January 4, 2024
symbolizing the legal focus

Search is an essential tool for law enforcement agencies to gather evidence and ensure justice is served. In India, the Criminal Procedure Code, 1973 (CrPC) provides the legal framework for conducting searches in criminal investigations. The CrPC distinguishes between searches conducted with a warrant and those conducted without a warrant each with its own set of rules and procedures. This article aims to explore the search warrant under Crpc, what is search warrant crpc, search with and without under Crpc, important case laws, and the purpose of search under the CrPC in India, while also highlighting the differences between searches with and without a warrant.

In short, article discusses all you need to know about the provisions of search under the Crpc.

Why Search is conducted under the Crpc?

The primary purpose of conducting a search in criminal investigations is to

  • Gather evidence that can be presented before a court to establish the guilt or innocence of an accused person.
  • Searches play a crucial role in uncovering material objects, documents, or other items that may be relevant to an offense, thereby aiding in the process of truth-seeking and ensuring that justice is served.
  • By uncovering evidence and seizing contraband or illicit goods, searches contribute to maintaining law and order within society.

A. Search with Warrant (Search warrant under Section 93)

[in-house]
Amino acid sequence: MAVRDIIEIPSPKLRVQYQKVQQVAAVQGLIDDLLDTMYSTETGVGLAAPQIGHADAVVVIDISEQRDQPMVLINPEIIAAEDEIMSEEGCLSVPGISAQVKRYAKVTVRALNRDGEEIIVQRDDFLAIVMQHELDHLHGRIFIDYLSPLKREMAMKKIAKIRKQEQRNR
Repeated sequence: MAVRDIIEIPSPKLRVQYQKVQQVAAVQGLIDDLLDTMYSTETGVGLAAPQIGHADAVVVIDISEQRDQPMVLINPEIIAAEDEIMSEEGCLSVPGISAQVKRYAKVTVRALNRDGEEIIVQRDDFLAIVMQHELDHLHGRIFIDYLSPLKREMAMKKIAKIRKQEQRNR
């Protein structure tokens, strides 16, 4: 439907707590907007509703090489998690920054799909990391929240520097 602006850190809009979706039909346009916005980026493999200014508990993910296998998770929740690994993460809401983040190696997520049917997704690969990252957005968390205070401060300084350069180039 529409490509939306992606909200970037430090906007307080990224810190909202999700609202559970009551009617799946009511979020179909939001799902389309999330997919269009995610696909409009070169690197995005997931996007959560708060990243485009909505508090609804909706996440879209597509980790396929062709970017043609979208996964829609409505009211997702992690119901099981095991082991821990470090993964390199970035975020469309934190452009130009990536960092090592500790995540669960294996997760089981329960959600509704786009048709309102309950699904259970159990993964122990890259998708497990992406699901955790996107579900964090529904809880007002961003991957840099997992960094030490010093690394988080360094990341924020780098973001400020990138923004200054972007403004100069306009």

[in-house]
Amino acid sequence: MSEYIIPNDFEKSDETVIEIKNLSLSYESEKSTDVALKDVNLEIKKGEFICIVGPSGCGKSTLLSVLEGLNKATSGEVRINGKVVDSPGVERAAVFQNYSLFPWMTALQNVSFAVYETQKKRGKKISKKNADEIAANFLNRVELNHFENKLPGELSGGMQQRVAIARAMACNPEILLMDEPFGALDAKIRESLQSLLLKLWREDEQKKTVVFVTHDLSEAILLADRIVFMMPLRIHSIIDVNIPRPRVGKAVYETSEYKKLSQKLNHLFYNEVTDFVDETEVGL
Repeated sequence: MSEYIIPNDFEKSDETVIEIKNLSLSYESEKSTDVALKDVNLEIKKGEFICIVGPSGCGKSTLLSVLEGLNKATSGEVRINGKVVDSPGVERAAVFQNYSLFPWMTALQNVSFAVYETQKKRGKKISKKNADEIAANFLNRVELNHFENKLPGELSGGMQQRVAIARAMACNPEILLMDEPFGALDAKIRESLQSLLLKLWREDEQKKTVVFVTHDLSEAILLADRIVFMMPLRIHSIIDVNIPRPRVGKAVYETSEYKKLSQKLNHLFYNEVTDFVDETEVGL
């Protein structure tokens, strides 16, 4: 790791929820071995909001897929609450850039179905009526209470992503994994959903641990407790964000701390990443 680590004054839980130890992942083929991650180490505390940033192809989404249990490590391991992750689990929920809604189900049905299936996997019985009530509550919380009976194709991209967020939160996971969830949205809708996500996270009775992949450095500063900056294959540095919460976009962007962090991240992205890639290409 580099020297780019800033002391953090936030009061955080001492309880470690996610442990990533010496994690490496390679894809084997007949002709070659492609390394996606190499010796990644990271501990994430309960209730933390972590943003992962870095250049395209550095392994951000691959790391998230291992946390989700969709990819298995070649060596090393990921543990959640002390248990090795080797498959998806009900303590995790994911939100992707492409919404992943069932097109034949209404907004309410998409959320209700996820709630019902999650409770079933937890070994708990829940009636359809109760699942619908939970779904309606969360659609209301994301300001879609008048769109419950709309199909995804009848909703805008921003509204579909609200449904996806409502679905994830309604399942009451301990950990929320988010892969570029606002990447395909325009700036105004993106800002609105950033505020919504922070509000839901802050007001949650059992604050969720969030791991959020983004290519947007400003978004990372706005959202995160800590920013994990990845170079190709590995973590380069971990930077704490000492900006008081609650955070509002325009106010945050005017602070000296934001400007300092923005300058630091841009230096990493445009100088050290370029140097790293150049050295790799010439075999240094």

Section 93 of the CrPC 1973 empowers a Magistrate to issue a search warrant upon the application of a police officer or any other person. The warrant authorizes the police to conduct a search of a specific place for the purpose of seizing any property or evidence related to an offense. The issuance of a search warrant is subject to certain conditions, such as the existence of reasonable grounds for believing that the items sought are in the place to be searched.

  1. Purpose of search with warrant

The purpose of a search with a warrant is to ensure that the investigation is conducted in a lawful manner, respecting the rights of individuals and preventing unauthorized intrusion into private property. The requirement of obtaining a warrant acts as a safeguard against arbitrary or unwarranted searches, thereby upholding the principles of due process and protection of individual liberties.

  • Case law (Search with warrant)

In the case of State of Punjab v. Baldev Singh (1999), the Supreme Court held that a search warrant should be issued only when there are sufficient grounds to believe that the items sought are likely to be found at the place to be searched. The Court emphasized that the issuance of a warrant must be based on credible information and not on mere suspicion or conjecture.

B. Search without Warrant

Section 165 of the CrPC provides for searches to be conducted without a warrant by a police officer. However, such searches can only be carried out under specific circumstances, such as when immediate action is necessary to prevent the commission of an offense or to apprehend a person suspected of committing an offense. Additionally, a search without a warrant can be conducted if there are reasonable grounds for believing that evidence or property related to an offense is likely to be found in a particular place.

  1. Purpose of searches without a warrant